There are times when writers feel stuck. Things had been going well but suddenly the writing comes to a halt. Either you keep taking too many breaks, or find yourself re-doing the same section or you sit staring at the screen knowing you’re not getting the narrative right.
The problem is that your ideas are going round and round the same path. You need different mental associations to move things along. Your brain needs oxygen, your body needs movement.
Here is a suggested ploy for unsticking yourself. If the points below don’t resonate with you, read my example.
1. Take a mental refresher, not a writing break. Read any non-fiction article on any subject. Pick out one item or aspect of interest. Let it run through your thoughts.
2. Refresh your creative intake. You can’t give out all of the time, you have to take in as well. Look at any piece of art work. You can do this online. Not many people have a gallery conveniently around the corner. Look at the work carefully. Focus on one detail. Let that stay in your immediate visual memory.
3. Writers spend too much time sitting still. Take some form of exercise straight away. You don’t need to get in the car to visit the gym; a swim or brisk walk of half an hour may be sufficient. During exercise, think about both the recent visual stimulus and the intellectual ideas.
4. Ignore the sticking point in your story. Try to put it out of your mind for the moment. Think of how the idea that resonated with you in the non-fiction article could bear upon some aspect of your narrative.
5. Return to your desk. Take one of your characters and think how you might write about that detail in the art work, how it might illuminate his/her appearance or behaviour.
6. Wherever the section of your story comes that can utilise the above visual and intellectual stimuli, be it a finished passage, a piece you haven’t yet started, or a piece you hadn’t even thought about, write a quick first draft while the ideas are fresh.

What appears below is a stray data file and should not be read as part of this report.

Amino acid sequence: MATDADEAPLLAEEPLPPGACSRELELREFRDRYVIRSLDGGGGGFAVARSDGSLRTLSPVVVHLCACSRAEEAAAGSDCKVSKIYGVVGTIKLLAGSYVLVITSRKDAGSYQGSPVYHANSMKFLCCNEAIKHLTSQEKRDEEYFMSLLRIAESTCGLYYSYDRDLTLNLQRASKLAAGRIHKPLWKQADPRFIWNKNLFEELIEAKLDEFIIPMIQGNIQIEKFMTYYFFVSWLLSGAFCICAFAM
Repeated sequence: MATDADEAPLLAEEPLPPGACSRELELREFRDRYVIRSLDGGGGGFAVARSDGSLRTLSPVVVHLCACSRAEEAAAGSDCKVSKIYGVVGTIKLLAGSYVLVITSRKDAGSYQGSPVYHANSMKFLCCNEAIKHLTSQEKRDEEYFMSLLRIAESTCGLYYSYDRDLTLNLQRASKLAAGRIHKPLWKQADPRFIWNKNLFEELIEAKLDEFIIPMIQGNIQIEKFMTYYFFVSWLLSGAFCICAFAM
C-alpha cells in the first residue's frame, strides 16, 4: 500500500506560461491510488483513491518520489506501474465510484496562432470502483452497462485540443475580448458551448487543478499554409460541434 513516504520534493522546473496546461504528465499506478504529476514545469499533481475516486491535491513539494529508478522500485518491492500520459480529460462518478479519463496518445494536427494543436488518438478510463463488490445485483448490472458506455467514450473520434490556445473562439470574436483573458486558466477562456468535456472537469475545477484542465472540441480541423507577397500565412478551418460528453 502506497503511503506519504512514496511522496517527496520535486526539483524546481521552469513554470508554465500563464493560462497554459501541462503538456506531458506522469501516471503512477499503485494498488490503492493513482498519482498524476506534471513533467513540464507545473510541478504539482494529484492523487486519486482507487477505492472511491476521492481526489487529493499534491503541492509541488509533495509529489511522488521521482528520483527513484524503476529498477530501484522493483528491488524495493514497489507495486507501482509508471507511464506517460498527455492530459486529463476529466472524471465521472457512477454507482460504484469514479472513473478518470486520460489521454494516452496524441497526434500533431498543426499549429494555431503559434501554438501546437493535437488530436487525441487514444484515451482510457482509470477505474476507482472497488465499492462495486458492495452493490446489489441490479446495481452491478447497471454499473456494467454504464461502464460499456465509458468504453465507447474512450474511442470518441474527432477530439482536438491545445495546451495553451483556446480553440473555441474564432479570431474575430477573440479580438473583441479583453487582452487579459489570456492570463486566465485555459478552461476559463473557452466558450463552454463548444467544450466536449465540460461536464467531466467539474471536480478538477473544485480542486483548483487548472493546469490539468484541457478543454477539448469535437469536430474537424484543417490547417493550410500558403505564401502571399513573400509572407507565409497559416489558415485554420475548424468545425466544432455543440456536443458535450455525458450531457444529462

7. If this drafting activity has taken over an hour, have your next meal and then go back to the part where you were stuck.
Cynical? Try it. Here’s an example for illustration only.
Reading: Alain de Boton – What is a beautiful building? How does someone think about his home, streets or business building? (The Architecture of Happiness). Possible ideas coming from this: the effect of certain buildings in upon one or more of your characters; how the choice of furnishings increases the tensions between two characters; how the architecture in your town setting help set the tone of your novel.
Art: A painting. (Georges de la Tour) Detail – one hand of one figure. The delicate way that hand describes an emotion. Use that description for ‘painting’ one of your characters in a dramatic scene. i.e. one character, under duresse, notices the hand of another and that description shows the reader some of the emotion present.
Exercise: Brisk walk, private exercises or swim, i.e. minus the distraction of someone’s music in the gym, or instructor’s voice.
Whatever else, the above will be more productive than staring miserably at the screen or chatting on the phone about how you are stuck.
Good luck and keep writing.